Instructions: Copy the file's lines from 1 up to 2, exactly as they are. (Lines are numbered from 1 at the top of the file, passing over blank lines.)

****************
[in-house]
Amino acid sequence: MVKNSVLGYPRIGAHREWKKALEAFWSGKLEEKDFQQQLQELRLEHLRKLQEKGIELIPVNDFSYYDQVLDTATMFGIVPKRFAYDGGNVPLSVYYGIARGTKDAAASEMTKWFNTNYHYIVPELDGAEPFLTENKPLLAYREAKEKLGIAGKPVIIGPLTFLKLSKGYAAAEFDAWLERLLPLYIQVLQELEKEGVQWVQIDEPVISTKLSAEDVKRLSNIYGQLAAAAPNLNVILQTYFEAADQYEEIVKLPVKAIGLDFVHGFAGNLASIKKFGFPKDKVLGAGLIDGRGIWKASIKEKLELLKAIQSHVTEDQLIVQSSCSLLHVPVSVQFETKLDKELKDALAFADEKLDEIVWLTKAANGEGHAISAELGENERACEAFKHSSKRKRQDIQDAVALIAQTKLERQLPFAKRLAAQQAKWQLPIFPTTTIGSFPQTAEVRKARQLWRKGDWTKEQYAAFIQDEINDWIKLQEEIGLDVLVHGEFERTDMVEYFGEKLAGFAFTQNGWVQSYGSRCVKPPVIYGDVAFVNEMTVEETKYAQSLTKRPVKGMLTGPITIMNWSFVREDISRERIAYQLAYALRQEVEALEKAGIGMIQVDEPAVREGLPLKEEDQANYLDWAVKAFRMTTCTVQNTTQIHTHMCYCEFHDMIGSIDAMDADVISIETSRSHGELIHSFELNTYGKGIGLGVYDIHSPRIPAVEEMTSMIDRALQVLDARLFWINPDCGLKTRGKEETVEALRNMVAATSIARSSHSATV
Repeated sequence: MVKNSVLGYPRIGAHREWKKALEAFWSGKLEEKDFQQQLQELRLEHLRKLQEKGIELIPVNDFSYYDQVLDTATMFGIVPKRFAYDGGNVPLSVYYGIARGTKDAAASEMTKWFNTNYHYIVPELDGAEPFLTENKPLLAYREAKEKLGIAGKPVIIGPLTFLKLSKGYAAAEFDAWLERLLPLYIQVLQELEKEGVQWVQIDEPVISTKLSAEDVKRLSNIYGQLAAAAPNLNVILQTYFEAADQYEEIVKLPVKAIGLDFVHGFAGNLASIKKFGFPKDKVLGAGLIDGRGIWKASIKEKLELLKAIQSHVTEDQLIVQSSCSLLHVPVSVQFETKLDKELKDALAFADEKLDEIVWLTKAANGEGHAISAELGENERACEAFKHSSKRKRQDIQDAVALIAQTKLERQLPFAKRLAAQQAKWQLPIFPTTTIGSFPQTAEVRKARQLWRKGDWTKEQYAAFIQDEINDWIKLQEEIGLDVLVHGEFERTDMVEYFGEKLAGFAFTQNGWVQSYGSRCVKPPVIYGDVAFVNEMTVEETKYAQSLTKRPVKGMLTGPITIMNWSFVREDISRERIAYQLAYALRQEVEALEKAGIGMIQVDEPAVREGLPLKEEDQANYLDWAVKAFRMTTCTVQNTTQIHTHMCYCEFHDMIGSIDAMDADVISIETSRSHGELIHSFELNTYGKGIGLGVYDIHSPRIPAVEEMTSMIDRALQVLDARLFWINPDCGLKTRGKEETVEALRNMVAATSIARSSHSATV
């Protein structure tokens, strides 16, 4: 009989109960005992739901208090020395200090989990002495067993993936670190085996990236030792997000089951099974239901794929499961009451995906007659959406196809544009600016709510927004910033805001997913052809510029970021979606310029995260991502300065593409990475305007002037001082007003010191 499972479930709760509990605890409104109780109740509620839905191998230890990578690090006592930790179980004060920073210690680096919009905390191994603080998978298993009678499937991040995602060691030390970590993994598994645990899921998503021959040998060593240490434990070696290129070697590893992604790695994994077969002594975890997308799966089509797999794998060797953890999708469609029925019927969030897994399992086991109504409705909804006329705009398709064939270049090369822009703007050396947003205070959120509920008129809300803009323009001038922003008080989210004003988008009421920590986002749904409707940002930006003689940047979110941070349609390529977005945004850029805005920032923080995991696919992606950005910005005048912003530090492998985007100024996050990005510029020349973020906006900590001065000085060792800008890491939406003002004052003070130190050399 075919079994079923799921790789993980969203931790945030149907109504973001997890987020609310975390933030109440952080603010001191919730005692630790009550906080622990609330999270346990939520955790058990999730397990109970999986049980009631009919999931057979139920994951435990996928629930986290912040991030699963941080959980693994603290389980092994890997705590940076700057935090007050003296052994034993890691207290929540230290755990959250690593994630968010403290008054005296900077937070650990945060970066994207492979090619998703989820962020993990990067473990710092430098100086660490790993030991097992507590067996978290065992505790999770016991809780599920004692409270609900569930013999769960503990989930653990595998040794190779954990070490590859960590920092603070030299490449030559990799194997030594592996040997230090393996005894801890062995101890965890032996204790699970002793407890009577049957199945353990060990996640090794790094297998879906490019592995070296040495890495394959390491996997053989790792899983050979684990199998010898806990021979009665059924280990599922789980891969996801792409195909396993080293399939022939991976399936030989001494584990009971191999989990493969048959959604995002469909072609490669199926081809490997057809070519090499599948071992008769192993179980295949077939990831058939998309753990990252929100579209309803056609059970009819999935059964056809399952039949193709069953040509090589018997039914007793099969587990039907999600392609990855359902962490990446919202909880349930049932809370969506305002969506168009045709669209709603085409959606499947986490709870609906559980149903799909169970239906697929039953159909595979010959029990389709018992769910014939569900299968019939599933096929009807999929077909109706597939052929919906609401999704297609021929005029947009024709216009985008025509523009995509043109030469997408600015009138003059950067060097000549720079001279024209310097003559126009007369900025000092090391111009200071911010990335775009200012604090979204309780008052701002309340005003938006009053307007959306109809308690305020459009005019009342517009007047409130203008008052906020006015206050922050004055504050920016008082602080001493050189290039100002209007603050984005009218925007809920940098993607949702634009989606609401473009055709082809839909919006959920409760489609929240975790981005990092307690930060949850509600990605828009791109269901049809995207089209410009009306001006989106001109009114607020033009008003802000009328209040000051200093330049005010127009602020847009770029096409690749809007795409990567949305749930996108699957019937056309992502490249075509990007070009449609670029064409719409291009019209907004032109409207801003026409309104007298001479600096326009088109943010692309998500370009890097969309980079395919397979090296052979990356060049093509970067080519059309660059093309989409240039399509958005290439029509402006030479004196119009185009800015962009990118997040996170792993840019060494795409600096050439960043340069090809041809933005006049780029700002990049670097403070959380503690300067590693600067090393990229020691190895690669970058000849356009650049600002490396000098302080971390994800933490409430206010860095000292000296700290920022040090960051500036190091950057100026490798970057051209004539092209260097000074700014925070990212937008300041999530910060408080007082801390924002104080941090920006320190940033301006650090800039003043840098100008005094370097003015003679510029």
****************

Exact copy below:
[in-house]
Amino acid sequence: MVKNSVLGYPRIGAHREWKKALEAFWSGKLEEKDFQQQLQELRLEHLRKLQEKGIELIPVNDFSYYDQVLDTATMFGIVPKRFAYDGGNVPLSVYYGIARGTKDAAASEMTKWFNTNYHYIVPELDGAEPFLTENKPLLAYREAKEKLGIAGKPVIIGPLTFLKLSKGYAAAEFDAWLERLLPLYIQVLQELEKEGVQWVQIDEPVISTKLSAEDVKRLSNIYGQLAAAAPNLNVILQTYFEAADQYEEIVKLPVKAIGLDFVHGFAGNLASIKKFGFPKDKVLGAGLIDGRGIWKASIKEKLELLKAIQSHVTEDQLIVQSSCSLLHVPVSVQFETKLDKELKDALAFADEKLDEIVWLTKAANGEGHAISAELGENERACEAFKHSSKRKRQDIQDAVALIAQTKLERQLPFAKRLAAQQAKWQLPIFPTTTIGSFPQTAEVRKARQLWRKGDWTKEQYAAFIQDEINDWIKLQEEIGLDVLVHGEFERTDMVEYFGEKLAGFAFTQNGWVQSYGSRCVKPPVIYGDVAFVNEMTVEETKYAQSLTKRPVKGMLTGPITIMNWSFVREDISRERIAYQLAYALRQEVEALEKAGIGMIQVDEPAVREGLPLKEEDQANYLDWAVKAFRMTTCTVQNTTQIHTHMCYCEFHDMIGSIDAMDADVISIETSRSHGELIHSFELNTYGKGIGLGVYDIHSPRIPAVEEMTSMIDRALQVLDARLFWINPDCGLKTRGKEETVEALRNMVAATSIARSSHSATV